Let me tell you, that van could not have gone any faster!  When we arrived at the hospital we hurried in the emergency room doors.  When said why we were there the guy at the desk said, “I never heard a helicopter land.”  Okay rule two, don’t tell a distraught woman whose child should have landed over an hour earlier that you didn’t hear the helicopter. He did however hurry us through the corridors to the PICU.  When we came through those doors we instantly saw Quinton.  The door to his room was open.  He was so pale laying on that bed.  He was hooked up to numerous wires, monitors, and I.V.’s, but he was alive.  I didn’t know what the future held but I was praising God that he was still alive.

The first friends arrived soon and were able to sit with the kids while we met with the PICU Doctor.  He told us that Quinton had been without sufficient oxygen long enough that his brain had swelled.  Only time would tell how he would be.  There was a possibility that he would remain in a vegetative state.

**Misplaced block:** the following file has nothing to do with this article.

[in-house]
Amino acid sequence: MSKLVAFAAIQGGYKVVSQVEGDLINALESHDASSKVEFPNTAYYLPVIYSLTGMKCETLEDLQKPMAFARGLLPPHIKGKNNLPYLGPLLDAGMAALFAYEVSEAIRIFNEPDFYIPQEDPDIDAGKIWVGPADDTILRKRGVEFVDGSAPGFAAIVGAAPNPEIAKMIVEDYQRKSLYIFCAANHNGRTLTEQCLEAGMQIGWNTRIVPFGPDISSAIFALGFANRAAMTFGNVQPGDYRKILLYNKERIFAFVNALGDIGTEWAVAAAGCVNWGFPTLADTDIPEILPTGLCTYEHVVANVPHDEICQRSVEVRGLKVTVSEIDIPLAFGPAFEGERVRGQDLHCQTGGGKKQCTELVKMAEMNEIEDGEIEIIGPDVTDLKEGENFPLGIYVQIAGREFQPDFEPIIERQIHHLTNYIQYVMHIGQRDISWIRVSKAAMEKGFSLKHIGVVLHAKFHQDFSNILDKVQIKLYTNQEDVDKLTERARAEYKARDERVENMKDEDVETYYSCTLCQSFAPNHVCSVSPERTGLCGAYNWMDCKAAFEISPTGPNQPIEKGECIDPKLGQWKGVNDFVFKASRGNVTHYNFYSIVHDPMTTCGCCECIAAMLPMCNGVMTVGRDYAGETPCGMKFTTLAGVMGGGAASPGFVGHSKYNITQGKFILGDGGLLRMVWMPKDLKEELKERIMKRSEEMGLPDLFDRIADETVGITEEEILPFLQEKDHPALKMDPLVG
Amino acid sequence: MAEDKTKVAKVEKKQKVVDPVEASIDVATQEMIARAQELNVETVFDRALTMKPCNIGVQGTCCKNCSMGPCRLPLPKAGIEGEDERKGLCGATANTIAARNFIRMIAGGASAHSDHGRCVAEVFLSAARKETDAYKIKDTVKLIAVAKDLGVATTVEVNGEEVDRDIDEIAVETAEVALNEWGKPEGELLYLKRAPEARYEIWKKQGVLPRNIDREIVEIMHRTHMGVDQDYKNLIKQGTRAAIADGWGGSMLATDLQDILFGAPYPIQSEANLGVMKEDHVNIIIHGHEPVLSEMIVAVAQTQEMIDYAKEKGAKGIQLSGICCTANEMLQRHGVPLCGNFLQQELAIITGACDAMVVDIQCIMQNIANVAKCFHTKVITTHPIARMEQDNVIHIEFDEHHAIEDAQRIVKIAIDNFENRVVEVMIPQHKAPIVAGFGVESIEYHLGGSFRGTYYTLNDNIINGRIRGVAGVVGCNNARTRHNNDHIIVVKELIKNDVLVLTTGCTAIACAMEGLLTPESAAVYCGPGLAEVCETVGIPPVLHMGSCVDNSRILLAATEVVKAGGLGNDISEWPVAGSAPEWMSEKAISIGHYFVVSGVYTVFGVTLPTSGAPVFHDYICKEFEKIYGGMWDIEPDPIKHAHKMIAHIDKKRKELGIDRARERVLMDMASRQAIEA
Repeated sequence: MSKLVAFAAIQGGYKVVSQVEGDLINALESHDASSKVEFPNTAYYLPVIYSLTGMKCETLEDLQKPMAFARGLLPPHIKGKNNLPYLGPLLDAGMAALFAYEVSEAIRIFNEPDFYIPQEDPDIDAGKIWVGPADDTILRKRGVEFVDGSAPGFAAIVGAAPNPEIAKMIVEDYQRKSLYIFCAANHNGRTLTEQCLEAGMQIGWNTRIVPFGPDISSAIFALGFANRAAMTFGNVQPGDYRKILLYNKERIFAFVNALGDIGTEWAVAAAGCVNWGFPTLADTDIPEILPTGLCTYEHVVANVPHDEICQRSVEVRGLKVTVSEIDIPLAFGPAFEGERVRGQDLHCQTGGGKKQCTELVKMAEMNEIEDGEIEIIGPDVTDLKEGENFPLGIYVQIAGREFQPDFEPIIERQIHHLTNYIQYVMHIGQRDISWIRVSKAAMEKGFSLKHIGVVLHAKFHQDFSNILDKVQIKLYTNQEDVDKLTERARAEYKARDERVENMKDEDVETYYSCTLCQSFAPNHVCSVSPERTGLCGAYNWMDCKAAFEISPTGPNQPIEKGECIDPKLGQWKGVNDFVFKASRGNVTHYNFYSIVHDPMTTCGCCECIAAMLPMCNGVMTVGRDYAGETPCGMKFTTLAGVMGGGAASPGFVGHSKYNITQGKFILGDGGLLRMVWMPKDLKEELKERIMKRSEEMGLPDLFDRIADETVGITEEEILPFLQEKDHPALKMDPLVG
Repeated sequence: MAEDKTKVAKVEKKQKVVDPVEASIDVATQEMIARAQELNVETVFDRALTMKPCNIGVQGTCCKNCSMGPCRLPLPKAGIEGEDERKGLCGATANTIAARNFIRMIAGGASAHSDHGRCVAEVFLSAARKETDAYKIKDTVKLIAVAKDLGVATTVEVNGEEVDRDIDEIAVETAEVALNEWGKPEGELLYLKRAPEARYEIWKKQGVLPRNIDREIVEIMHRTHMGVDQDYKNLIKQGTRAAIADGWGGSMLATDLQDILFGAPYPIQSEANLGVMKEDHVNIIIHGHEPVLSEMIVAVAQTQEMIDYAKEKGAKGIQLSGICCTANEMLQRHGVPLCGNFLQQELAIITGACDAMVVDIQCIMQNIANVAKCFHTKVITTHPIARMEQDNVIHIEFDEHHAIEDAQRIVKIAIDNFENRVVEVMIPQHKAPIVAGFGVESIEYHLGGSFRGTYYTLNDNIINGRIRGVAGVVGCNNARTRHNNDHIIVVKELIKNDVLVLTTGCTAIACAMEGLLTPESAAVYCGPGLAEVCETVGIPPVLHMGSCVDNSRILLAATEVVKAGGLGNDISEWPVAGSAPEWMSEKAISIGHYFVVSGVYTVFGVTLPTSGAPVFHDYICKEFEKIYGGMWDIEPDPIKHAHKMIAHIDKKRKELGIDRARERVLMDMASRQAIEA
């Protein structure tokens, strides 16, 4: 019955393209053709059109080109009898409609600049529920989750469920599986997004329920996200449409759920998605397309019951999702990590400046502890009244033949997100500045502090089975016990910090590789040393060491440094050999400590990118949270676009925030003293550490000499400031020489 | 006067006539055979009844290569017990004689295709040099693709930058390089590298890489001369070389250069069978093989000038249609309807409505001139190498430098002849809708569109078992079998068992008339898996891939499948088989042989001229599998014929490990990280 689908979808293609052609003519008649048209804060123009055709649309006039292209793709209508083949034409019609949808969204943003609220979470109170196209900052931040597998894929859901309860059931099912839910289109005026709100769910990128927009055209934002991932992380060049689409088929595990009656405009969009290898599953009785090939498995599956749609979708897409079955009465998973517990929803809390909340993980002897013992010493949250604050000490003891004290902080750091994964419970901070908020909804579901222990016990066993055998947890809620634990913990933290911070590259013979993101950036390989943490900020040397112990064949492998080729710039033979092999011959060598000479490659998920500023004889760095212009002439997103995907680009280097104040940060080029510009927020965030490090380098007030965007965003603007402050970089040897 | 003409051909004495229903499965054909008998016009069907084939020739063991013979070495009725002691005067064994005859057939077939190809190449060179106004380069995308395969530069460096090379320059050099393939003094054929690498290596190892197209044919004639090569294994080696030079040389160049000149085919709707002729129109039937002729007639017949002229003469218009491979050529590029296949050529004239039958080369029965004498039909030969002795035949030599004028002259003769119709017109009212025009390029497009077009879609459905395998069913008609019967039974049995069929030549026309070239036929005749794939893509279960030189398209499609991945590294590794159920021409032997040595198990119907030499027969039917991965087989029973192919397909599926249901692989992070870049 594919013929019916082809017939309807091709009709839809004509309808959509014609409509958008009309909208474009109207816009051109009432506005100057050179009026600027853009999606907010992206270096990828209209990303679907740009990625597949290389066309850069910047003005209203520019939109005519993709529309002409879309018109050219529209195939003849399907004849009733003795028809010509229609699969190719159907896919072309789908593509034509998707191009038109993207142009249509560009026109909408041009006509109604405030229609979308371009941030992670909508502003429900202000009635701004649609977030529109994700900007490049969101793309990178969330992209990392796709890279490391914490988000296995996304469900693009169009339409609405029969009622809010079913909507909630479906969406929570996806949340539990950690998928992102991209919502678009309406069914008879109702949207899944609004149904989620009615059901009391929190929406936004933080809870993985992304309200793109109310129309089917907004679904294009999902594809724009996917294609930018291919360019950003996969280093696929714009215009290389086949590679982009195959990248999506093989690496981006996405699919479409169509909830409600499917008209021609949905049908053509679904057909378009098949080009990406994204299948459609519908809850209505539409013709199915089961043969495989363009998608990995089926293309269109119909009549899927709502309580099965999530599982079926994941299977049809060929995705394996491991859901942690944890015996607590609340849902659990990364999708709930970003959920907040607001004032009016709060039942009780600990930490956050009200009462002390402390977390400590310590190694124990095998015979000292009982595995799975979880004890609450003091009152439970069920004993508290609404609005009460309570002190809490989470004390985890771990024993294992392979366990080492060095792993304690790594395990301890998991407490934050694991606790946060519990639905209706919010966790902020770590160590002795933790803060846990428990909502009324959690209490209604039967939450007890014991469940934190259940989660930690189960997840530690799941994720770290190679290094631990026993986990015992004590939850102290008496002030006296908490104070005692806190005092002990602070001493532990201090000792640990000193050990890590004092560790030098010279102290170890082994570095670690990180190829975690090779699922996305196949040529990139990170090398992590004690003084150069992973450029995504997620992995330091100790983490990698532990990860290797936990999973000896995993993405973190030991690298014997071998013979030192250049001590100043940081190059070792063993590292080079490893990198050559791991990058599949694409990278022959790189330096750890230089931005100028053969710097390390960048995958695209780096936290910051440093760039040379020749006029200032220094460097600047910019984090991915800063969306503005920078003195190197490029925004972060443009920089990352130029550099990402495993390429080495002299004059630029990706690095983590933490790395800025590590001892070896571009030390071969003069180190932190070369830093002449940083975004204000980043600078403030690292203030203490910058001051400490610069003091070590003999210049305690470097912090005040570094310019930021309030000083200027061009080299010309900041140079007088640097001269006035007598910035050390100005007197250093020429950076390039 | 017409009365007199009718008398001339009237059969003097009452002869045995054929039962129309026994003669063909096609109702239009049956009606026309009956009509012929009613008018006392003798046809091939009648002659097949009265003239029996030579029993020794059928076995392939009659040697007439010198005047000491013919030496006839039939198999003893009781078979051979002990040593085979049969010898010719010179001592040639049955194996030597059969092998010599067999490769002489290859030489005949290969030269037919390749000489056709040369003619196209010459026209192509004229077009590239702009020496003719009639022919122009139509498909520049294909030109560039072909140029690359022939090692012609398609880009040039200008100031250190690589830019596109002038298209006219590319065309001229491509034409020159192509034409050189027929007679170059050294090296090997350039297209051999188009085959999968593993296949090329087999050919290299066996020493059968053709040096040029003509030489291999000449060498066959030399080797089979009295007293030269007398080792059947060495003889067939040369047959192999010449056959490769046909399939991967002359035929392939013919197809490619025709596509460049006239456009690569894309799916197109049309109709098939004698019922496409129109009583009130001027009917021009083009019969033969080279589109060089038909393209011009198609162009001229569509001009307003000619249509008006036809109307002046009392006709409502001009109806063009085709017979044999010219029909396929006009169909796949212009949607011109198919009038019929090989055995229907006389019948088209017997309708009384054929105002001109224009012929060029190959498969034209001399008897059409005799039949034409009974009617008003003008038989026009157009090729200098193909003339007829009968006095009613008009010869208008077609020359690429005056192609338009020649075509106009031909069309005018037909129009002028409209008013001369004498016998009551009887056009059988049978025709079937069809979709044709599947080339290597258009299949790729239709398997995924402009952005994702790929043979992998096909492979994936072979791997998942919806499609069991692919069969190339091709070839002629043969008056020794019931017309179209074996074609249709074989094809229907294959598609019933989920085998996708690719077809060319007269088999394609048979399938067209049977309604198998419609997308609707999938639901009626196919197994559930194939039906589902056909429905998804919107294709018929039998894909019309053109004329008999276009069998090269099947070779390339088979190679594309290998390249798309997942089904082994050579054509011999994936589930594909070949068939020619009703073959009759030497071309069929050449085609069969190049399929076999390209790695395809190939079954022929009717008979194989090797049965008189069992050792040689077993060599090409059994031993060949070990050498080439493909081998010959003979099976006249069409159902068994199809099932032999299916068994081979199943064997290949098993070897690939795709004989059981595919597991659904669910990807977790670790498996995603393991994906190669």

Soon another friend arrived and we agreed that she would take the four older kids.  The kids were willing to go as they were going to be staying with close friends (at the time they had 6 kids, talk about a full house!) until my mom could get there to get them.

Thankfully at the time Quinton was still nursing, this would turn out to be so crucial in the days to come.

Thursday they began to reduce the medicine that Quinton was on so that he could begin to come out of the medically induced coma.  The nurses and doctor were cautious while doing this to see how his little body would respond.  As he woke up, he was not at all happy about all the wires and tubes attached to his body.  He did not understand that they were for his good; he just wanted them away from him.

I asked the nurse on duty if I could let him nurse.  She was not very optimistic, saying that the doctor normally didn’t allow the kids to eat when they just woke up.  However, she did go ask.  I was so relieved when she returned saying that he could nurse.  Nursing seemed to be the only thing that would comfort him over the next few days.  I believe that him being able to nurse also helped his little body to heal.